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Introduction

The consumer problem


Duality

Advanced Microeconomics
Consumer theory: optimization and duality

Jan Hagemejer

October 25, 2011

Jan Hagemejer Advanced Microeconomics


Introduction
The consumer problem Introduction
Duality

Introduction

The plan:

1 The utility maximization


2 The expenditure minimization
3 Duality of the consumer problem
4 Some examples

Jan Hagemejer Advanced Microeconomics


Introduction The UMP
The consumer problem Walrasian demand
Duality The EMP

The consumer problem

In general, the consumer problem can be state as:

choose the best bundle that the consumer can aord

or: choose a bundle x  y for x and any y 's in the budget set B ,
given prices p and wealth w
or: if we have a utility function representing , maximize utility
subject to the budget constraint (given by p and w ).
the correspondence between prices p , wealth w and the consumer
chosen bundle is the demand correspondence.

Jan Hagemejer Advanced Microeconomics


Introduction The UMP
The consumer problem Walrasian demand
Duality The EMP

The utility maximization problem (UMP)

We will asume that the consumer has a rational, continuous and


locally nonsatiated preference relation.

u (x ) is a continuous utility function representing consumer


preferences

the consumption set is X = RL+


The utility maximization problem is dened as:

Maxx 0 u (x )
subject to px w
If u (x ) is well behaved, then this problem has a solution x (p, w )
which is the so-called Walrasian demand correspondence

Jan Hagemejer Advanced Microeconomics


Introduction The UMP
The consumer problem Walrasian demand
Duality The EMP

The UMP (for interior solution)

The UMP is usually set up as a Kuhn-Tucker sort of problem.

Let us write down the Lagrange function:

L = u (x ) (p x w )

The rst order conditions for an interior solution:

u (x )
x1 p1 0
. u (x )
.
= ppl
x
.
u (x )
which gives (if interior solution) l
u (x ) for all l, k
pL 0 x k
k
xL
px w 0
and hence: MRSlk = ppkl

Jan Hagemejer Advanced Microeconomics


Introduction The UMP
The consumer problem Walrasian demand
Duality The EMP

Marginal rate of substitution

Let's totally dierentiate u = u (x ) for a zero change in utility:


L
u (x )
du = 0 =
X
xl
l =1

Lets assume that dxl 6= 0 and dxk 6= 0 and all other dxn = 0:
u (x ) u (x )
0 = dxl + dxk
xl xk
Rearrange:
u (x )
dxl xl
= = MRSlk
dxk u (x )
xk

So at the optimal choice the ratio in which the consumer is willing


to give away l for k is equal to the ratio of prices.

Jan Hagemejer Advanced Microeconomics


Introduction The UMP
The consumer problem Walrasian demand
Duality The EMP

The UMP

The KT procedure says that either =0 or the budget constraint is


binding (which is usually the case).

Also, we might have xl = 0 and it that case the relevant FOC is


u (x )
satisied with inequality, i.e.
xl < pL (corner solution)

Jan Hagemejer Advanced Microeconomics


Introduction The UMP
The consumer problem Walrasian demand
Duality The EMP

The UMP with corner solutions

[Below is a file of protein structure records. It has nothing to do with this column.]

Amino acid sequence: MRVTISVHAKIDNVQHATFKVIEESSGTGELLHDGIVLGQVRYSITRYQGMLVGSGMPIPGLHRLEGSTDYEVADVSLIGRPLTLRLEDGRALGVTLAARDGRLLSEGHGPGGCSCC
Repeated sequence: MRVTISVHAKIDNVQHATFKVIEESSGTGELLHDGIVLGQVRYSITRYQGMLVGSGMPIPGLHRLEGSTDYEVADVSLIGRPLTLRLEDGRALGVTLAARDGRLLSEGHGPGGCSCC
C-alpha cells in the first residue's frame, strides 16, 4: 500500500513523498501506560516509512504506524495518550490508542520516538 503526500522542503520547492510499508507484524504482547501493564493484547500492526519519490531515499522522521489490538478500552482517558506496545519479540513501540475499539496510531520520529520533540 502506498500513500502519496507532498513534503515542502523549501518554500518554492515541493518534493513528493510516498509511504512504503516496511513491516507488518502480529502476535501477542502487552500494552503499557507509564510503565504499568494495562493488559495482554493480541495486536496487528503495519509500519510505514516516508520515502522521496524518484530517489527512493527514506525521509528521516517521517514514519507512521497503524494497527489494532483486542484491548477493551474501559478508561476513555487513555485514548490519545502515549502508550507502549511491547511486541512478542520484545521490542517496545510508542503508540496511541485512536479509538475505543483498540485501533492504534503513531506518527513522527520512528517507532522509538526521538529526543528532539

If we suspect there may be corner solutions xl = 0 for some l , then we


need to set up the full Kuhn-Tucker problem with:
Pl
The budget constraint l =1 pl xl w with the Lagrange multiplier
0
L inequality constraints xl 0 with the L Lagrange multipilers l
l l
L = u (x ) 0 ( p l xl w ) + l (xl )
X X

l =1 l =1

Then for the inequality constraints it is either (l =0 and xl > 0) or


(l >0 and xl = 0). You have to check all the combinations!
PL
Example: For the utility function u (x ) = l =1 al xl , l = 2, nd the
demand function.

Jan Hagemejer Advanced Microeconomics


Introduction The UMP
The consumer problem Walrasian demand
Duality The EMP

The UMP with corner solutions

l l
L = a1 x1 + a2 x2 0 ( pl xl w ) + l (xl )
X X

l =1 l =1

FOC's are:
[x1 ] a1 0 p1 + 1 = 0
[x2 ] a2 0 p2 + 2 = 0
[0 ] p1 x1 + p2 x2 w 0, 0, (w p1 x1 p2 x2 ) = 0,
[1 ] x1 0, 1 0, 1 x1 = 0
[2 ] x2 0, 2 0, 2 x2 = 0
Case 1: 0 > 0, and all l = 0, therefore all xl > 0 (interior solution)
a a
from rst 2 FOCs we have: 1 = 0 and 2 = 0 1 / 1 = 2 / 2 or
p1 p2 a p a p
p1 a1 a1 a2
p2 = a2 or better p1 = p2 (the expenditures on one unit of MU are
equal).

Only at that price ratio demand is a correspondence: p1 x1 + p2 x2 = w .


All other cases are corner solutions.

Jan Hagemejer Advanced Microeconomics


Introduction The UMP
The consumer problem Walrasian demand
Duality The EMP

The UMP with corner solutions

Case 2:

0 > 0, and 1 > 0, 2 = 0 therefore x1 = 0 and x2 > 0 (corner solution)


The FOC's become:

p2 x2 = w and therefore x2 = pw2 .


a2 0 p2 = 0 and a1 0 p1 + 1 = 0 pa11 = 0 p11 < 0 = pa22 , so
a1 a2
p1 < p2
Case 3:

0 > 0, and 1 = 0, 2 > 0 therefore x1 > 0 and x2 = 0 (corner solution)


The FOC's become:

p1 x1 = w and therefore x1 = pw1 .


a1 0 p1 = 0 and a2 0 p2 + 2 = 0 pa22 = 0 p22 < 0 = pa11 , so
a2 a1
p2 < p1

Jan Hagemejer Advanced Microeconomics


Introduction The UMP
The consumer problem Walrasian demand
Duality The EMP

The demand correspondence

In our problem the nal demand is:

x1 = p1 , x2 = 0.
w a1 a2

if
p1 > p2
x (p) = x1 , x2 : p1 x1 + p2 x2 = w if
p1 a1
p2 = a2

x2 = pw2 , x1 = 0 if
a1 a2
p1 < p2

As long as the bang for the buck is equal, we have the interior solution,
otherwise only corner solutions.

Jan Hagemejer Advanced Microeconomics


Introduction The UMP
The consumer problem Walrasian demand
Duality The EMP

Walrasian demand correspondence

The Walrasian demand correspondence x (p, w ) assigns a set of chosen


consumption bundles for each price-wealth pair (p , w )
It can be multi-valued. If single valued we call it a demand function

Under the conditions of continuity and representation of u (x ) the


Walrasian demand correspondence possesses the following properties: